But some of my favorite places were discovered via steadfast refusal to bolt, and I was glad to have stuck around to enjoy the few "play-it-safe" things we'd reluctantly ordered. Tamales de elote, made from fresh corn ("elote" means on-the-cob) are subtle and made with nary a shortcut. They're properly heavy and tender, and contain no discernible added sugar. Pupusas de loroco (an edible flower) are quiet wonders, made with extra-mild cheese. While Genesis' pupusas differ from the norm via big rich flavors, these stand out via understated subtlety. The curtido is extra tangy, very fresh and crunchy, a true companion to the excellent pupusas. Pastel de carne are like Columbian empanadas, stuffed crescents of fried corn, but unlike the Columbian version, they're filled with ground meat rather than chopped, and have that earthy Indian-inflected flavor.
The food at Genesis is far more flashy, more grab-you-and-make-you-moan in its appeal. I love and heartily recommend it. But, from what little we tried, Taco Grill's chef lends real depth to her cooking. Note that Genesis has a Dominican manager (hence those out--of-place chuzos) who speaks fluent English, but Taco Grill's staff will hardly speak with you in Spanish, much less English.
The blurred distinction between restaurant and grocery is very Central American; the first rule of thumb in chowhounding for this cuisine is to never ignore groceries. Whereas Mexican grocers may offer tacos as a sideline, Central American groceries can be totally serious eating establishments.
Long Island is fast filling with Turks and Salvadorans. In an upcoming issue, we'll look at the Salvadorans of Huntington Station.
from Chow Alert #66
HONDURAN IN FREEPORT
Gusto Latino (129 West Sunrise Highway, Freeport, NY: 516-546-0066) is a pizza place where everyone seems to order slices and calzones, but all I could focus on was one magical word casually mentioned on their sign: Honduran. You don't see much Honduran food.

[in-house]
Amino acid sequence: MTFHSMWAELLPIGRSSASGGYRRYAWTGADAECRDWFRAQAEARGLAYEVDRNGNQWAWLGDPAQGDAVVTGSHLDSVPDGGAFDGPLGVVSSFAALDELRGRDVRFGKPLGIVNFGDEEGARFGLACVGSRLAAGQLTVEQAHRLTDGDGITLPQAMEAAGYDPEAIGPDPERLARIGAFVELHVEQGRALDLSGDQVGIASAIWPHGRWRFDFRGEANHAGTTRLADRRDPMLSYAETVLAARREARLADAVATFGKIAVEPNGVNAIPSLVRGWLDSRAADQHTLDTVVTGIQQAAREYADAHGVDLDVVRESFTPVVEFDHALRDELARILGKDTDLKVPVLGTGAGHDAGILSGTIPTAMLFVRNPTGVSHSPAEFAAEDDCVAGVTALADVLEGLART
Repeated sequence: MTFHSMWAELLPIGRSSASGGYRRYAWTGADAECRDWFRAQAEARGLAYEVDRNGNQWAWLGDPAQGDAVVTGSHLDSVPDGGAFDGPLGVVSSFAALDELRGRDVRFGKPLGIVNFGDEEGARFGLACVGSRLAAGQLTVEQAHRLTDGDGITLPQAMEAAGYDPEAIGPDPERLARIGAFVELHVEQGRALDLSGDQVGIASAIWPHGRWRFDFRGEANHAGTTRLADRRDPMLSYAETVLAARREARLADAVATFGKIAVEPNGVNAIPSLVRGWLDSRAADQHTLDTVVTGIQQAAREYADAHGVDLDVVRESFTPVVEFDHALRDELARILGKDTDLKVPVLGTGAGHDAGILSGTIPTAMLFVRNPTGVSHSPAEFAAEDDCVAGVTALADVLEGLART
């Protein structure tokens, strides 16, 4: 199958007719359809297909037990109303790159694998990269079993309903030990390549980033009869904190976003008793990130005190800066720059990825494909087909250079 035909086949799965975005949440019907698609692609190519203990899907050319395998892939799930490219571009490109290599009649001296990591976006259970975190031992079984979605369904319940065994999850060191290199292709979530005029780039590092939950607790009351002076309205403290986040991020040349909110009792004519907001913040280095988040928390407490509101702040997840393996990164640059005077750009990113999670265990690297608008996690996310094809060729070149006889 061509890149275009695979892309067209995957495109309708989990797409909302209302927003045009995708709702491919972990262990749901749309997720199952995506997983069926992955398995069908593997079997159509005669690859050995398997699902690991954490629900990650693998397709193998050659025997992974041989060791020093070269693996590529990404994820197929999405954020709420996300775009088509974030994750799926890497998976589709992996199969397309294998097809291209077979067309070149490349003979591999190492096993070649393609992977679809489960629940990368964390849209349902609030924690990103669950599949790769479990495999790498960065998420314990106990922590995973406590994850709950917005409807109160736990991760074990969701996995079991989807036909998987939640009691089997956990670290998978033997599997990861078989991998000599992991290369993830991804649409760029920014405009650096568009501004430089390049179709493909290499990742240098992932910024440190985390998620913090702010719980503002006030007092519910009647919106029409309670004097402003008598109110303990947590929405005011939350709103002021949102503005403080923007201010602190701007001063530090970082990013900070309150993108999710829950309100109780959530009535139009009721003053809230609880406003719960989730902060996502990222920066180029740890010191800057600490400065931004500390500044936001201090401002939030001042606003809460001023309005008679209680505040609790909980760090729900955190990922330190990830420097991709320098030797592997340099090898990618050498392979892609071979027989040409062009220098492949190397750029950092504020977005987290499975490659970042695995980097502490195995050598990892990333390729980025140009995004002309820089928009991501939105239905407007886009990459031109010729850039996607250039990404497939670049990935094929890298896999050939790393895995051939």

It's all about the pizza. Takeout boxes stacked up everywhere. If you hunt for it, there's a small sub-menu of Salvadoran stuff, none of it seeming remarkable. Then there's a Honduran sub-sub menu with four or five dishes. You've never heard of any of them (tacos catrachos - Honduran tacos; casamiento - eggs, cheese, avocado, and yellow plantain; baliada - beans, cheese, and cream; mariscada catracha - seafood soup with fresh lobster, crab, shrimp, clams, and mussels with coconut milk; and one of my favorites, sopa de Caracol - snail soup Honduran style).
I told the counter guy I'd been looking for good Honduran forever, and he was pleased and surprised. I grabbed a takeout menu, and he said "wait, let me also give you our pizza menu." I said I don't care about pizza. He looked at me with all the weariness of the world and replied that he didn't, either, really.
I left, too full to actually try anything (I'll be back!), zigzagging my way past tables clogged with customers chomping on meatball parm heroes and sipping Pepsis.
now for the irony. The day power returned everywhere, I shlepped all the way out to Freeport, hoping for the only non-scary restaurant food in the tristate area ('cuz freeport had power thru the blackout). And guess what? Freeport's power was out.
Genesis is slightly downhill, by the way. Still excellent, but not always devastatingly so.